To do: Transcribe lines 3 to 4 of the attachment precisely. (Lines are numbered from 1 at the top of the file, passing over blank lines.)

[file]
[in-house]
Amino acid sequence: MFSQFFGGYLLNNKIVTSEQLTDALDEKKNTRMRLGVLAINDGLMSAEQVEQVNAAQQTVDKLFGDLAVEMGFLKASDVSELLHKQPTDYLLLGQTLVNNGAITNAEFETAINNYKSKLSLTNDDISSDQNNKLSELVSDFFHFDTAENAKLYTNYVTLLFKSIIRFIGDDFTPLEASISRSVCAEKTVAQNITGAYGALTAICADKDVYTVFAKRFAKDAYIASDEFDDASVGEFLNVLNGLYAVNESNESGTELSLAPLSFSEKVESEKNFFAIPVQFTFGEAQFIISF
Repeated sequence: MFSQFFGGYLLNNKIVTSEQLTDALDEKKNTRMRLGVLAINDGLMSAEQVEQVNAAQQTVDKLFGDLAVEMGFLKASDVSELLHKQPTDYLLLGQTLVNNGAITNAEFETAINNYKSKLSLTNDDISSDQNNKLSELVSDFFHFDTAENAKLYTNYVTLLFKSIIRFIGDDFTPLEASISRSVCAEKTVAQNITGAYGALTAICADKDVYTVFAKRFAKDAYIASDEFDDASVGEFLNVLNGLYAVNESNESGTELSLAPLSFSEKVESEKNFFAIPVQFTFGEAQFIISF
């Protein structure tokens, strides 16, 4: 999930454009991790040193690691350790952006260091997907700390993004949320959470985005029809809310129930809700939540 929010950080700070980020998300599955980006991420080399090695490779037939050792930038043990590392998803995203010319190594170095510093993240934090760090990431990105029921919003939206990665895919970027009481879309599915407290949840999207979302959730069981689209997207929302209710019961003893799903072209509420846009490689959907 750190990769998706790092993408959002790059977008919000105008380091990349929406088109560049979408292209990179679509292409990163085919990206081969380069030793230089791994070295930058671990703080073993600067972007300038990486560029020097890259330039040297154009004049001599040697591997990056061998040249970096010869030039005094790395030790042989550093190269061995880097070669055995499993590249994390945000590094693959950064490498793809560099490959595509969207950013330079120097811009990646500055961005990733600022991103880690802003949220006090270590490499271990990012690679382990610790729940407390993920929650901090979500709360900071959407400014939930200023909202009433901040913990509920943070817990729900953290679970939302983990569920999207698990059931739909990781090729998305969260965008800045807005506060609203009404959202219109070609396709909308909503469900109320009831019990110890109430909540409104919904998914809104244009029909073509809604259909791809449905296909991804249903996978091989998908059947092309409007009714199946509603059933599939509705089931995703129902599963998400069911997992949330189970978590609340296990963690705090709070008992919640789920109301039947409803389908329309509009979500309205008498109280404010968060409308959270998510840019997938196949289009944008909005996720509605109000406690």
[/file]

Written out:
Repeated sequence: MFSQFFGGYLLNNKIVTSEQLTDALDEKKNTRMRLGVLAINDGLMSAEQVEQVNAAQQTVDKLFGDLAVEMGFLKASDVSELLHKQPTDYLLLGQTLVNNGAITNAEFETAINNYKSKLSLTNDDISSDQNNKLSELVSDFFHFDTAENAKLYTNYVTLLFKSIIRFIGDDFTPLEASISRSVCAEKTVAQNITGAYGALTAICADKDVYTVFAKRFAKDAYIASDEFDDASVGEFLNVLNGLYAVNESNESGTELSLAPLSFSEKVESEKNFFAIPVQFTFGEAQFIISF
């Protein structure tokens, strides 16, 4: 999930454009991790040193690691350790952006260091997907700390993004949320959470985005029809809310129930809700939540 929010950080700070980020998300599955980006991420080399090695490779037939050792930038043990590392998803995203010319190594170095510093993240934090760090990431990105029921919003939206990665895919970027009481879309599915407290949840999207979302959730069981689209997207929302209710019961003893799903072209509420846009490689959907 750190990769998706790092993408959002790059977008919000105008380091990349929406088109560049979408292209990179679509292409990163085919990206081969380069030793230089791994070295930058671990703080073993600067972007300038990486560029020097890259330039040297154009004049001599040697591997990056061998040249970096010869030039005094790395030790042989550093190269061995880097070669055995499993590249994390945000590094693959950064490498793809560099490959595509969207950013330079120097811009990646500055961005990733600022991103880690802003949220006090270590490499271990990012690679382990610790729940407390993920929650901090979500709360900071959407400014939930200023909202009433901040913990509920943070817990729900953290679970939302983990569920999207698990059931739909990781090729998305969260965008800045807005506060609203009404959202219109070609396709909308909503469900109320009831019990110890109430909540409104919904998914809104244009029909073509809604259909791809449905296909991804249903996978091989998908059947092309409007009714199946509603059933599939509705089931995703129902599963998400069911997992949330189970978590609340296990963690705090709070008992919640789920109301039947409803389908329309509009979500309205008498109280404010968060409308959270998510840019997938196949289009944008909005996720509605109000406690």